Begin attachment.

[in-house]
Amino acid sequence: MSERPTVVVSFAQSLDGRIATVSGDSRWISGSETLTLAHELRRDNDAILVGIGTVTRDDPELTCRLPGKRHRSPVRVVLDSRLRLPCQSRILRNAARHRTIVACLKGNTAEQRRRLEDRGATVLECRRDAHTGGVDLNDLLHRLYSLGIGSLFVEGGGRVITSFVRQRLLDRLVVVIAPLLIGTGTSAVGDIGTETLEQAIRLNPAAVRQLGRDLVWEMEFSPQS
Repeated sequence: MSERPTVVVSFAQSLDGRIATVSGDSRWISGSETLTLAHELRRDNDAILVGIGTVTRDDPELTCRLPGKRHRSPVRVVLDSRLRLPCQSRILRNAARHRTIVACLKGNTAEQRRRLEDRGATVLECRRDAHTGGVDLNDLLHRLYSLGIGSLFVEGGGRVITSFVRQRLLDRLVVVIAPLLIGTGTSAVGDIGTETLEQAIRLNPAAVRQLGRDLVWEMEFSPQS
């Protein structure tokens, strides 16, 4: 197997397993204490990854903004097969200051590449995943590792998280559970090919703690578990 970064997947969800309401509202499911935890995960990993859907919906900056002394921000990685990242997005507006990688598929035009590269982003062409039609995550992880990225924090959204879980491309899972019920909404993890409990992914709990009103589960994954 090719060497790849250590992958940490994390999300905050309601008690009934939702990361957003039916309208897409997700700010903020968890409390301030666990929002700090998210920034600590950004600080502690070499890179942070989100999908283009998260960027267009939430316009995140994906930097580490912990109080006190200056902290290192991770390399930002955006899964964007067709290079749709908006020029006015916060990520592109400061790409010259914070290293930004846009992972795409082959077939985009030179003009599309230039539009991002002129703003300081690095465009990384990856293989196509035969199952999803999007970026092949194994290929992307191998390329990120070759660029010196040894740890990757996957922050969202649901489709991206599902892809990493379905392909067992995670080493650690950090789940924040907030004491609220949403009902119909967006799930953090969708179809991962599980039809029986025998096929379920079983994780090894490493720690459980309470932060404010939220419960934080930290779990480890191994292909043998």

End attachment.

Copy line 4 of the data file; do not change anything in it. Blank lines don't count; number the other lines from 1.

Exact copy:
């Protein structure tokens, strides 16, 4: 197997397993204490990854903004097969200051590449995943590792998280559970090919703690578990 970064997947969800309401509202499911935890995960990993859907919906900056002394921000990685990242997005507006990688598929035009590269982003062409039609995550992880990225924090959204879980491309899972019920909404993890409990992914709990009103589960994954 090719060497790849250590992958940490994390999300905050309601008690009934939702990361957003039916309208897409997700700010903020968890409390301030666990929002700090998210920034600590950004600080502690070499890179942070989100999908283009998260960027267009939430316009995140994906930097580490912990109080006190200056902290290192991770390399930002955006899964964007067709290079749709908006020029006015916060990520592109400061790409010259914070290293930004846009992972795409082959077939985009030179003009599309230039539009991002002129703003300081690095465009990384990856293989196509035969199952999803999007970026092949194994290929992307191998390329990120070759660029010196040894740890990757996957922050969202649901489709991206599902892809990493379905392909067992995670080493650690950090789940924040907030004491609220949403009902119909967006799930953090969708179809991962599980039809029986025998096929379920079983994780090894490493720690459980309470932060404010939220419960934080930290779990480890191994292909043998």